Migrant crisis: EU to prioritise new border force

A Spanish volunteer helps migrants in Greece Image copyright AP
Image caption Record numbers of migrants have arrived in Europe this year

The EU will move rapidly towards setting up a new joint border and coastguard force over the next six months, EU leaders have said.

"We should adopt a position by July [on the force]", European Council President Donald Tusk said.

It would have a stronger mandate than the current Frontex border agency, which suffers from a lack of resources.

Record numbers of migrants have reached Italy and Greece by boat this year.

Greece is the biggest headache for the EU, as many migrants travel north from there without being registered.

Hungary was the first to build a fence to stem the flow, but more fences have gone up. The return of many border controls has undermined the Schengen freedom of movement principle.

Worries about the 26-nation Schengen zone - where passport checks are largely absent - dominated the Brussels summit.

EU members are "failing to protect our external borders", Mr Tusk said.

But Mr Tusk stressed after talks that "we can be a bit more optimistic because all the leaders agreed to protect Schengen".

He also said that extra Frontex staff would be deployed in Greece this month.

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Media captionChris Morris: Two things to watch out for from the summit

Concern about the infiltration of jihadists soared after last month's atrocities in Paris, adding to concerns about people traffickers and other criminals crossing EU borders easily.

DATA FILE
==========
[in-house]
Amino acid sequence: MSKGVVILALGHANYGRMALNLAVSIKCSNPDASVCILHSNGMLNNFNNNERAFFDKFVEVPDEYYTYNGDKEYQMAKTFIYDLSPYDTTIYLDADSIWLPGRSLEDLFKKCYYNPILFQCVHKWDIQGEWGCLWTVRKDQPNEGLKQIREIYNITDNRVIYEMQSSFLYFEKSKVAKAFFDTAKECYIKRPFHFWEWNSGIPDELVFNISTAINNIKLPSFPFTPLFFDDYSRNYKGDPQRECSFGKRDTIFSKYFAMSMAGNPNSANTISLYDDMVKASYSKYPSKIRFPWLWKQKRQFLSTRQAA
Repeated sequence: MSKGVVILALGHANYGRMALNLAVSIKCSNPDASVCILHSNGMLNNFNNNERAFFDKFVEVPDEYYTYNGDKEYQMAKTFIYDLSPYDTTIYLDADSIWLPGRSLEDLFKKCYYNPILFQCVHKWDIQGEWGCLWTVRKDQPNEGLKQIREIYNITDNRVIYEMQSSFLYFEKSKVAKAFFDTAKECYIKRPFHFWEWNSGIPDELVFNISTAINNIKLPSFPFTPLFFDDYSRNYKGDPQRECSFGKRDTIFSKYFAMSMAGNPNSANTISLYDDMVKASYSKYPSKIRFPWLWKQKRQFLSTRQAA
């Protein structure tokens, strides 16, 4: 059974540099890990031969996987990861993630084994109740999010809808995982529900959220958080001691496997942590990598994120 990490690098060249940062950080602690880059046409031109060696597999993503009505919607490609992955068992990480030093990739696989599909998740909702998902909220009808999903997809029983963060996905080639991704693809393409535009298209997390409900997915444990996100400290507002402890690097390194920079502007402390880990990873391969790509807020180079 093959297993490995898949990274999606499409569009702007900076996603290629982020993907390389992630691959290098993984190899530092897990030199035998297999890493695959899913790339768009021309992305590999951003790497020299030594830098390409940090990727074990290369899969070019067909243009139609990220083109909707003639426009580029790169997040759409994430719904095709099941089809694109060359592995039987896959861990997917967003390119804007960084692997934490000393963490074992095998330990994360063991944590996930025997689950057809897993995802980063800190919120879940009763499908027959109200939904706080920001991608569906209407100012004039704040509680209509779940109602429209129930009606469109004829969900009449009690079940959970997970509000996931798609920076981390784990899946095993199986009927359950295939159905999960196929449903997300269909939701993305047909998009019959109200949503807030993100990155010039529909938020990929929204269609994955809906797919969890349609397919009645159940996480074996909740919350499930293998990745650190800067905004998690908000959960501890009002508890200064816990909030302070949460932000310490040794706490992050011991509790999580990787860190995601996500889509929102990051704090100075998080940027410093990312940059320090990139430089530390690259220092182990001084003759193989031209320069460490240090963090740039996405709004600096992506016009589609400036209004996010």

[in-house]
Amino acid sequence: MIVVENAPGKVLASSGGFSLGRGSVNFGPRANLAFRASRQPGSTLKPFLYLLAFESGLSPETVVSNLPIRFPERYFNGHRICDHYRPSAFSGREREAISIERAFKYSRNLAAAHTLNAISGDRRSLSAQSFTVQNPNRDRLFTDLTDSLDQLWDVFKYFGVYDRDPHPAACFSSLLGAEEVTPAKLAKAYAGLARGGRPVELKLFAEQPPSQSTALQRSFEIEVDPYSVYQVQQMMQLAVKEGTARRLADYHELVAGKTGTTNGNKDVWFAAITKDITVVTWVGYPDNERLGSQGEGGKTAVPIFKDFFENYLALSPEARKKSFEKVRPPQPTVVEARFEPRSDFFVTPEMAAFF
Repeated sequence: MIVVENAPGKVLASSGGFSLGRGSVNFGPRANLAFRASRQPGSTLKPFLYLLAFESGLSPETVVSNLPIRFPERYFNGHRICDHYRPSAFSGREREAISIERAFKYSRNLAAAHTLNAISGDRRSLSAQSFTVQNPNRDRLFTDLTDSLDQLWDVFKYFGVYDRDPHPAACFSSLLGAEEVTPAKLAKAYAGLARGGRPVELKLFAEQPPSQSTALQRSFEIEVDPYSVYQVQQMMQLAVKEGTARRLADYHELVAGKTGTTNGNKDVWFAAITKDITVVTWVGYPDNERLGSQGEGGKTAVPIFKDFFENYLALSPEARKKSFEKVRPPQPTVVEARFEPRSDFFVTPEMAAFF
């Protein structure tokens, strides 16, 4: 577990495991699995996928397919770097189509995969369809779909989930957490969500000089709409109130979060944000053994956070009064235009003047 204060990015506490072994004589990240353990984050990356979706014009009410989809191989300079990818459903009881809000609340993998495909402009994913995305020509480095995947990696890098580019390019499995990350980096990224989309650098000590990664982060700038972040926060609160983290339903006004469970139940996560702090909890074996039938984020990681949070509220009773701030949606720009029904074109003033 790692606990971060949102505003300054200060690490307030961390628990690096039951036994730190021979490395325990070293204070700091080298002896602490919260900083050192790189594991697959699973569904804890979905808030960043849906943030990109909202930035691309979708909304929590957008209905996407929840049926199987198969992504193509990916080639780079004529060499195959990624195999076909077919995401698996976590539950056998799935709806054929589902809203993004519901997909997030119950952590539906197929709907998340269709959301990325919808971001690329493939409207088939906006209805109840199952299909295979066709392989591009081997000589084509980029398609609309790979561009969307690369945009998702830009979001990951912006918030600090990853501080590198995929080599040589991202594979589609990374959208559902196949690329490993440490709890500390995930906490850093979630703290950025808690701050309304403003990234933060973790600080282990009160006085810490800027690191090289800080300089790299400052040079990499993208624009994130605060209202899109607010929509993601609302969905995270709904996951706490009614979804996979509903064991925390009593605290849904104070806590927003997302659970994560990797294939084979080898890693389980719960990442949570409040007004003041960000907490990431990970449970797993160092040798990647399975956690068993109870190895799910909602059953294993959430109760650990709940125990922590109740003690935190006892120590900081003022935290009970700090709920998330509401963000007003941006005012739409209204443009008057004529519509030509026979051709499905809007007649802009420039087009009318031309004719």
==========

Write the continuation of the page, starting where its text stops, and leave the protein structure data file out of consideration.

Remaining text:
But Hungary and Poland insist that the new EU border force must not undermine national sovereignty.

The European Commission plan says the EU must have authority to deploy the force even to a country that did not request it, if necessary. But it would still operate alongside national border staff.

Also on Thursday, EU leaders discussed a bid by British Prime Minister David Cameron to reform his country's relationship with the EU.

European Council president Donald Tusk said the talks represented a "make or break moment".

Slow progress on plans to solve crisis

  • Relocation of 160,000 refugees from Italy and Greece Progress: Only 184 relocated to other EU countries
  • Resettling 22,000 refugees "in clear need of international protection" from camps in Middle East Progress: about 600 refugees resettled to EU
  • Eleven "hotspot" migrant reception centres in Italy and Greece Progress: Two operating so far
  • Common EU list of "safe" countries where migrants can be sent back to Progress: Not yet agreed
  • Reduce number of migrants arriving in EU by boat Progress: About 4,000 migrants still arriving daily in Greece by sea from Turkey - not much fewer than November average
  • EU experts and equipment deployed in Greece and Bulgaria to help border staff Progress: Frontex agency still short of resources

Source: Luxembourg EU presidency

The fight against terrorism is expected to feature heavily on Friday after it emerged at least two of the Paris attackers used the migrant route to travel to France.

But writing in his summit invitation, European Council President Donald Tusk was keen to keep migration and terror as separate issues.

"The protection of our external borders is not intended to scare off those who flee wars or persecution," he said.

Many of the migrants are refugees from the conflicts in Syria, Iraq and Afghanistan.

Migration to Europe


arrivals by sea up to 11 December

  • 219,000 arrivals in 2014

  • 3,619 dead or missing in 2015

  • 64% of arrivals to Greece are from Syria

Image copyright AFP/Getty

As a tumultuous year draws to a close, European leaders are struggling to maintain unity, the BBC's Chris Morris in Brussels says.

The UN's refugee agency says 954,481 migrants and refugees have landed on Europe's shores this year, and more than 800,000 of them have arrived in Greece.

Most travel north via the Western Balkans to countries such as Germany and Sweden.